Sleep and circadian rhythm disorders
Circadian rhythm disorders are disruptions in a person's circadian rhythm - a name given to the ‘internal body clock’ that regulates the (approximately) 24-hour cycle of biological processes in animals and plants. The term circadian comes from Latin words that literally mean around the day. There are patterns of brain wave activity, hormone production, cell regeneration, and other biological activities linked to this 24-hour cycle.
The circadian ‘clock’ in humans is located mainly in the suprachiasmatic nucleus (SCN), which is a group of cells located in the hypothalamus (a portion of the brain). Circadian rhythms are important in determining human sleeping patterns.
What causes circadian rhythm disorders?
Circadian rhythm disorders can be caused by many factors, including:
- Shift work
- Time zone changes
- Changes in routine
Common circadian rhythm disorders
- Jet lag or rapid time zone change syndrome: This syndrome consists of symptoms including excessive sleepiness and a lack of daytime alertness in people who travel across time zones.
- Shift work sleep disorder: This sleep disorder affects people who frequently rotate shifts or work at night
- Delayed sleep phase syndrome (DSPS): This is a disorder of sleep timing. People with DSPS tend to fall asleep at very late times and have difficulty waking up in time for work, school, or social engagements.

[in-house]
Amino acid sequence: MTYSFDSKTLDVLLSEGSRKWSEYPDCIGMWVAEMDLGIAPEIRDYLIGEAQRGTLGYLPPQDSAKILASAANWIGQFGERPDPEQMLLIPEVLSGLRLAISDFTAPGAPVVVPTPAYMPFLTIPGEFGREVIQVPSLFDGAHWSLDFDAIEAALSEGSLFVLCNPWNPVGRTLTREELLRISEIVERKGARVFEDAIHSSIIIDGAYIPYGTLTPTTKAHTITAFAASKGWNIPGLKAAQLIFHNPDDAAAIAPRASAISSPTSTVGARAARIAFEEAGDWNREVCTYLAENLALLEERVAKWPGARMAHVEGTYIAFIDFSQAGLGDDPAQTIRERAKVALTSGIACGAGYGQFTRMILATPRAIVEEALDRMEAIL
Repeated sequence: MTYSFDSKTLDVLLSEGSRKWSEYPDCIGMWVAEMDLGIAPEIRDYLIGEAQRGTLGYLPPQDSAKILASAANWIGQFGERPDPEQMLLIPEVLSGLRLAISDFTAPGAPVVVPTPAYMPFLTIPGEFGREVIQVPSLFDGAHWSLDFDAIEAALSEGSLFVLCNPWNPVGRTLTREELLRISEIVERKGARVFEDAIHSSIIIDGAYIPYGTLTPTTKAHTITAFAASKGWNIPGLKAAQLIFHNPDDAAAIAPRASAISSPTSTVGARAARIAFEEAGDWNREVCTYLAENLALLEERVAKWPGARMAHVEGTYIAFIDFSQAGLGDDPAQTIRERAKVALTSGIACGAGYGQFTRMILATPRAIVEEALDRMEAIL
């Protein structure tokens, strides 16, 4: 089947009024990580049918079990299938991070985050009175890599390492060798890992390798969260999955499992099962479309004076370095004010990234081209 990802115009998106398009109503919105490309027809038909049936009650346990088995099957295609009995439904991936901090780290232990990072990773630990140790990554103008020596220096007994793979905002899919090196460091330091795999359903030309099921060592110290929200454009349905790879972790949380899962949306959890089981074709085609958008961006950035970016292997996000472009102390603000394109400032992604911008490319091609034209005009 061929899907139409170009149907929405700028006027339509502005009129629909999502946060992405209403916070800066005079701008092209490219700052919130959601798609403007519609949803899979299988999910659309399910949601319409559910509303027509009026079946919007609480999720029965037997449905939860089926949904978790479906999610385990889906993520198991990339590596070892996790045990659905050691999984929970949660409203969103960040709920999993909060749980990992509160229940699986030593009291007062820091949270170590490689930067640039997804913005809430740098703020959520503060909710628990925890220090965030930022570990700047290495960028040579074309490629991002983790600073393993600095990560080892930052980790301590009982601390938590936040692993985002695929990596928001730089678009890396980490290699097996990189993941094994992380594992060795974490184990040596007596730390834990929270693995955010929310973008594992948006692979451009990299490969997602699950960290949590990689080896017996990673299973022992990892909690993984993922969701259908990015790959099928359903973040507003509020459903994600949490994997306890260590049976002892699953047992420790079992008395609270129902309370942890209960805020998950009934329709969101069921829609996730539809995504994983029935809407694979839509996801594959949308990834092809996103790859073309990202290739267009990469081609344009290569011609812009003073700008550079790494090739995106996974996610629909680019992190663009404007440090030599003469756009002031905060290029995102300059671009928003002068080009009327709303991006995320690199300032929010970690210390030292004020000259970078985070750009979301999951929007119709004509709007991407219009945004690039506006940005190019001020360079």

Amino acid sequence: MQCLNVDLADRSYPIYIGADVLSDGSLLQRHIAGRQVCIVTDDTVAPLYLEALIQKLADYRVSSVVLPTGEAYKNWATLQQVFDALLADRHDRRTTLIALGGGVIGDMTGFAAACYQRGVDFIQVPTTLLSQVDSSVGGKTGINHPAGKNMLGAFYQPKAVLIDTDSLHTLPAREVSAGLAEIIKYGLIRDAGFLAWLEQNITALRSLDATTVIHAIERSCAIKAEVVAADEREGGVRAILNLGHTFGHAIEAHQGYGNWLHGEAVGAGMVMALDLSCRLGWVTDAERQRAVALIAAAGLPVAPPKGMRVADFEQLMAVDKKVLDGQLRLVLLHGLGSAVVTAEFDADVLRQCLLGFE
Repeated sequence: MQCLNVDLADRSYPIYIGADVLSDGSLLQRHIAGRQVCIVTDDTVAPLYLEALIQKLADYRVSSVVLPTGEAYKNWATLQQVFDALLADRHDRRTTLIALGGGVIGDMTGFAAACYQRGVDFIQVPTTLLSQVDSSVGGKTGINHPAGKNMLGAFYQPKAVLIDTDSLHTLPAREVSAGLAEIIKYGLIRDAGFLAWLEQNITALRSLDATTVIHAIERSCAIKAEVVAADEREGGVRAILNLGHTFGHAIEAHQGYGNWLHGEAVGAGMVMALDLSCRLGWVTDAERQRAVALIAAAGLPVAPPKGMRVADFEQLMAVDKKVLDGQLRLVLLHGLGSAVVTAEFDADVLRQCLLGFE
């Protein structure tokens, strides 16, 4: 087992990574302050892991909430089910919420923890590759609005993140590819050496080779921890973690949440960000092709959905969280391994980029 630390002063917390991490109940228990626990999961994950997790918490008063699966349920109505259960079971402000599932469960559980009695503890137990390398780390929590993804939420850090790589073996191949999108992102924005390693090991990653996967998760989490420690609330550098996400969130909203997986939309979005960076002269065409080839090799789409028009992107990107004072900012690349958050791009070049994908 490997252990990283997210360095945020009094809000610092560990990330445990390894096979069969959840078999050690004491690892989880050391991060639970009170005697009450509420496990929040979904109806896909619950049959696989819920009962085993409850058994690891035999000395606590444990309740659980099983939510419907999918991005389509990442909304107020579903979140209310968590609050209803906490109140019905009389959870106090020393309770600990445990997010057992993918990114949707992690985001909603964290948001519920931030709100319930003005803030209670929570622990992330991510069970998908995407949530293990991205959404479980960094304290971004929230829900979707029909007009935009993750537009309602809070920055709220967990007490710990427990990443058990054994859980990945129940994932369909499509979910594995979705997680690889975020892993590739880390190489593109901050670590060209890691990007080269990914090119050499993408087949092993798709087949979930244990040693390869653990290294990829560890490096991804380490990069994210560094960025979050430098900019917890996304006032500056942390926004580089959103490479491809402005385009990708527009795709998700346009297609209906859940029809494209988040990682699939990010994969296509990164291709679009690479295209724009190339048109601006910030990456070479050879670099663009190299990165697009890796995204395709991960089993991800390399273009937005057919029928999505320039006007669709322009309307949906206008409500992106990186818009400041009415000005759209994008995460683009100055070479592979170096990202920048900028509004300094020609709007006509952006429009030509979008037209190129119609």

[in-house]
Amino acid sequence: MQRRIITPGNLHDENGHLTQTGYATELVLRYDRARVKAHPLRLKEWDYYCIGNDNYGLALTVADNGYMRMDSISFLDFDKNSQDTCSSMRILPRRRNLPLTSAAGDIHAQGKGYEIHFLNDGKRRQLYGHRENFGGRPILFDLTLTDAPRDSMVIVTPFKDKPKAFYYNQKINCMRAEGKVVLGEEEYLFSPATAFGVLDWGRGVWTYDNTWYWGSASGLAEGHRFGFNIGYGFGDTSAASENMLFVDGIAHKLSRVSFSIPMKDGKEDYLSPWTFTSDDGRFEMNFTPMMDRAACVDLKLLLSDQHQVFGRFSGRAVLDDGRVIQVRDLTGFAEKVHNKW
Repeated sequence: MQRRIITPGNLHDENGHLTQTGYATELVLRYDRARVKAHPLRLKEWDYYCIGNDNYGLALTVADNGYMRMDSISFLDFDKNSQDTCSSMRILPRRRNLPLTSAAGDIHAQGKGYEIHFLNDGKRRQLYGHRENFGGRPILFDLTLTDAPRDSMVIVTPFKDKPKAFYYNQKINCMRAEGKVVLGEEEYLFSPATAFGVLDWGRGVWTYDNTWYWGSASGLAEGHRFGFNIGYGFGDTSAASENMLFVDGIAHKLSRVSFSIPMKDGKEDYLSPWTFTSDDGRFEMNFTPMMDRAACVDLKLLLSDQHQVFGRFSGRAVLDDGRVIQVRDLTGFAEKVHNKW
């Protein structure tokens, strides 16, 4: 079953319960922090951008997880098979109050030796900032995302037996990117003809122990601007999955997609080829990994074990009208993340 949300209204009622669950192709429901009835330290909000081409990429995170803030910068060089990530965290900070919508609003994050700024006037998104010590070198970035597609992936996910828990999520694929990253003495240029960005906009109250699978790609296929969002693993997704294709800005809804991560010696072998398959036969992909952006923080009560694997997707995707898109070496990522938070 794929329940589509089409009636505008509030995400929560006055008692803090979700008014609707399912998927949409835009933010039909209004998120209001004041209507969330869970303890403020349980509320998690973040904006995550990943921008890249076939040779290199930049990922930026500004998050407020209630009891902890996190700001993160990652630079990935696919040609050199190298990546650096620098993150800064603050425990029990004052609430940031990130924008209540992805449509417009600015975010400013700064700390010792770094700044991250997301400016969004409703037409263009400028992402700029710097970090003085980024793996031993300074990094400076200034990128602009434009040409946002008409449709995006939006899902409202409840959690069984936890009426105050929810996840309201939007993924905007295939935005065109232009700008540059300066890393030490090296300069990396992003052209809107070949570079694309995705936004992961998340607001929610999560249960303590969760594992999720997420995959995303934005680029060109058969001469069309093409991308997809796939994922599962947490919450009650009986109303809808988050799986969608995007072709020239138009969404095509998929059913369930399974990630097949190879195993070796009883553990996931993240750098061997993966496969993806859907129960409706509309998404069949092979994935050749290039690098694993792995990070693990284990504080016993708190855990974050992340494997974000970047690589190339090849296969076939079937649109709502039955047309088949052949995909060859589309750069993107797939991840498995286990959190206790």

- Advanced sleep phase syndrome: Advanced sleep phase syndrome is a disorder in which the major sleep episode is advanced in relation to the desired clock time. This syndrome results in symptoms of evening sleepiness, an early sleep onset, and waking up earlier than desired.
- Non 24-hour sleep wake disorder: Non 24-hour sleep wake disorder is a condition in which an individual has a normal sleep pattern but lives in a 25-hour day. Throughout time, the person's sleep cycle will be affected by inconsistent insomnia that occurs at different times each night. People will sometimes fall asleep at a later time and wake up later, and sometimes fall asleep at an earlier time and wake up earlier.
How are circadian rhythm disorders treated?
Circadian rhythm disorders are treated based on the kind of disorder diagnosed. The goal of treatment is to fit a person’s sleep pattern into a schedule that can allow the person to meet the demands of a desired lifestyle. Therapy usually combines sleep hygiene techniques and external stimulus therapy such as bright light therapy or chronotherapy. Chronotherapy is a behavioural technique in which the bedtime is gradually and systematically adjusted until a desired bedtime is achieved. Bright light therapy is designed to reset a person’s circadian rhythm to a desired pattern. When combined, these therapies may produce significant results in people with circadian rhythm disorders.